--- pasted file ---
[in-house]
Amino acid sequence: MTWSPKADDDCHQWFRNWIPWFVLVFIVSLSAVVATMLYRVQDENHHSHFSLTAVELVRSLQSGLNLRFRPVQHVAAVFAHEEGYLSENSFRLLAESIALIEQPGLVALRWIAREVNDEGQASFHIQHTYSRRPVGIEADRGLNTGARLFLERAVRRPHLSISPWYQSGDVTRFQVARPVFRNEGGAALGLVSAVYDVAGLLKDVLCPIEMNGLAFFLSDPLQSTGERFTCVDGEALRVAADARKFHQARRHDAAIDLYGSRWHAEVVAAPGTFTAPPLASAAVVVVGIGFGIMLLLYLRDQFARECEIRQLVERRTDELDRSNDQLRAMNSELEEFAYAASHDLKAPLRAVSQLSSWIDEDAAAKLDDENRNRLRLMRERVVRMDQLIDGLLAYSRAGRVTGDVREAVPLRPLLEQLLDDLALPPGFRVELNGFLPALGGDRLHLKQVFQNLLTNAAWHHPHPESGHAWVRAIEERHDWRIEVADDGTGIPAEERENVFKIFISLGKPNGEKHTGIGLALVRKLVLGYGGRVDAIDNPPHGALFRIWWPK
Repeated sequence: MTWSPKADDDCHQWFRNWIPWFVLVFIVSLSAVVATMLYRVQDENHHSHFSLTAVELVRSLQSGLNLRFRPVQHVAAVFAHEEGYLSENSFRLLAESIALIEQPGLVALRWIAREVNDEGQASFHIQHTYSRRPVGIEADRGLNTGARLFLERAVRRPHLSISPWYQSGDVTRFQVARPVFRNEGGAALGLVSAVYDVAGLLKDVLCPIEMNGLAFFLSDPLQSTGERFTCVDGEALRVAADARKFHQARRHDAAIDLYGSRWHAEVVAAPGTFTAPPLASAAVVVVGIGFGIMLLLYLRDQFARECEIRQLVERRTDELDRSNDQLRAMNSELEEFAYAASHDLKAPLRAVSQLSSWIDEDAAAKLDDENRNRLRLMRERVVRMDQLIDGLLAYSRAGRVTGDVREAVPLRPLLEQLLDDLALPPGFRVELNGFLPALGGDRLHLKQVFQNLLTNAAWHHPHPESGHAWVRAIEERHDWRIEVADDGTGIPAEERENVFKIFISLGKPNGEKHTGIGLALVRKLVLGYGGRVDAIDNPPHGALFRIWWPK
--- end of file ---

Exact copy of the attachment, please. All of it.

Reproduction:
[in-house]
Amino acid sequence: MTWSPKADDDCHQWFRNWIPWFVLVFIVSLSAVVATMLYRVQDENHHSHFSLTAVELVRSLQSGLNLRFRPVQHVAAVFAHEEGYLSENSFRLLAESIALIEQPGLVALRWIAREVNDEGQASFHIQHTYSRRPVGIEADRGLNTGARLFLERAVRRPHLSISPWYQSGDVTRFQVARPVFRNEGGAALGLVSAVYDVAGLLKDVLCPIEMNGLAFFLSDPLQSTGERFTCVDGEALRVAADARKFHQARRHDAAIDLYGSRWHAEVVAAPGTFTAPPLASAAVVVVGIGFGIMLLLYLRDQFARECEIRQLVERRTDELDRSNDQLRAMNSELEEFAYAASHDLKAPLRAVSQLSSWIDEDAAAKLDDENRNRLRLMRERVVRMDQLIDGLLAYSRAGRVTGDVREAVPLRPLLEQLLDDLALPPGFRVELNGFLPALGGDRLHLKQVFQNLLTNAAWHHPHPESGHAWVRAIEERHDWRIEVADDGTGIPAEERENVFKIFISLGKPNGEKHTGIGLALVRKLVLGYGGRVDAIDNPPHGALFRIWWPK
Repeated sequence: MTWSPKADDDCHQWFRNWIPWFVLVFIVSLSAVVATMLYRVQDENHHSHFSLTAVELVRSLQSGLNLRFRPVQHVAAVFAHEEGYLSENSFRLLAESIALIEQPGLVALRWIAREVNDEGQASFHIQHTYSRRPVGIEADRGLNTGARLFLERAVRRPHLSISPWYQSGDVTRFQVARPVFRNEGGAALGLVSAVYDVAGLLKDVLCPIEMNGLAFFLSDPLQSTGERFTCVDGEALRVAADARKFHQARRHDAAIDLYGSRWHAEVVAAPGTFTAPPLASAAVVVVGIGFGIMLLLYLRDQFARECEIRQLVERRTDELDRSNDQLRAMNSELEEFAYAASHDLKAPLRAVSQLSSWIDEDAAAKLDDENRNRLRLMRERVVRMDQLIDGLLAYSRAGRVTGDVREAVPLRPLLEQLLDDLALPPGFRVELNGFLPALGGDRLHLKQVFQNLLTNAAWHHPHPESGHAWVRAIEERHDWRIEVADDGTGIPAEERENVFKIFISLGKPNGEKHTGIGLALVRKLVLGYGGRVDAIDNPPHGALFRIWWPK